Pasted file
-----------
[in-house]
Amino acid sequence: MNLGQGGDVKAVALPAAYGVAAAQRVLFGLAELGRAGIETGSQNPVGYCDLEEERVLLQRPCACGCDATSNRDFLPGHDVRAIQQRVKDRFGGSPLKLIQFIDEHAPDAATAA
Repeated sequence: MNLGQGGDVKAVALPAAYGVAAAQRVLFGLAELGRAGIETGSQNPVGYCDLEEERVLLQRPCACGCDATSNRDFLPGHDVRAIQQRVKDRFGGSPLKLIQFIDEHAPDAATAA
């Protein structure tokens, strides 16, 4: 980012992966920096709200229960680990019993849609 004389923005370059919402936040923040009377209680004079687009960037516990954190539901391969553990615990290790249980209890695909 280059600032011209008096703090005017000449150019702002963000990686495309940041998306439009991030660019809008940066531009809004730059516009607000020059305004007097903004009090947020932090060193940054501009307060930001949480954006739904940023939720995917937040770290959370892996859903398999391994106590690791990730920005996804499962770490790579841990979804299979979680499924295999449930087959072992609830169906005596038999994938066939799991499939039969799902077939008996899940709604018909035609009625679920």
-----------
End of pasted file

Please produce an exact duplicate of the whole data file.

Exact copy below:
[in-house]
Amino acid sequence: MNLGQGGDVKAVALPAAYGVAAAQRVLFGLAELGRAGIETGSQNPVGYCDLEEERVLLQRPCACGCDATSNRDFLPGHDVRAIQQRVKDRFGGSPLKLIQFIDEHAPDAATAA
Repeated sequence: MNLGQGGDVKAVALPAAYGVAAAQRVLFGLAELGRAGIETGSQNPVGYCDLEEERVLLQRPCACGCDATSNRDFLPGHDVRAIQQRVKDRFGGSPLKLIQFIDEHAPDAATAA
């Protein structure tokens, strides 16, 4: 980012992966920096709200229960680990019993849609 004389923005370059919402936040923040009377209680004079687009960037516990954190539901391969553990615990290790249980209890695909 280059600032011209008096703090005017000449150019702002963000990686495309940041998306439009991030660019809008940066531009809004730059516009607000020059305004007097903004009090947020932090060193940054501009307060930001949480954006739904940023939720995917937040770290959370892996859903398999391994106590690791990730920005996804499962770490790579841990979804299979979680499924295999449930087959072992609830169906005596038999994938066939799991499939039969799902077939008996899940709604018909035609009625679920």